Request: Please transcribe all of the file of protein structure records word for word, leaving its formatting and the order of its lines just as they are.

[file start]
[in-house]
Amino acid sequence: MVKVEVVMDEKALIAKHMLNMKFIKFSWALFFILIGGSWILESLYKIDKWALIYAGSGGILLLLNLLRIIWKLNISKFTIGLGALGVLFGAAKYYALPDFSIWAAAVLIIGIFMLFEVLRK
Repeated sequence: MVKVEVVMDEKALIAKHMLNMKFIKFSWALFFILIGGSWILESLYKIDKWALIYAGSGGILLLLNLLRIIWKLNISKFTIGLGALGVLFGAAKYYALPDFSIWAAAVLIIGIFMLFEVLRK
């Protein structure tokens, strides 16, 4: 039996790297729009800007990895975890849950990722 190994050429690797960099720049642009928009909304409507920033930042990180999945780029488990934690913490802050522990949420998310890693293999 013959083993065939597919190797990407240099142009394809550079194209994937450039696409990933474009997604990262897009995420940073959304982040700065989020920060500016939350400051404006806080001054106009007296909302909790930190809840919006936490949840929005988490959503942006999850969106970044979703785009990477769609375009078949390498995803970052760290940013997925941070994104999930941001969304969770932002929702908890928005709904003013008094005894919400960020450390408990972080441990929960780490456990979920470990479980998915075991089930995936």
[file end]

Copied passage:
[in-house]
Amino acid sequence: MVKVEVVMDEKALIAKHMLNMKFIKFSWALFFILIGGSWILESLYKIDKWALIYAGSGGILLLLNLLRIIWKLNISKFTIGLGALGVLFGAAKYYALPDFSIWAAAVLIIGIFMLFEVLRK
Repeated sequence: MVKVEVVMDEKALIAKHMLNMKFIKFSWALFFILIGGSWILESLYKIDKWALIYAGSGGILLLLNLLRIIWKLNISKFTIGLGALGVLFGAAKYYALPDFSIWAAAVLIIGIFMLFEVLRK
């Protein structure tokens, strides 16, 4: 039996790297729009800007990895975890849950990722 190994050429690797960099720049642009928009909304409507920033930042990180999945780029488990934690913490802050522990949420998310890693293999 013959083993065939597919190797990407240099142009394809550079194209994937450039696409990933474009997604990262897009995420940073959304982040700065989020920060500016939350400051404006806080001054106009007296909302909790930190809840919006936490949840929005988490959503942006999850969106970044979703785009990477769609375009078949390498995803970052760290940013997925941070994104999930941001969304969770932002929702908890928005709904003013008094005894919400960020450390408990972080441990929960780490456990979920470990479980998915075991089930995936």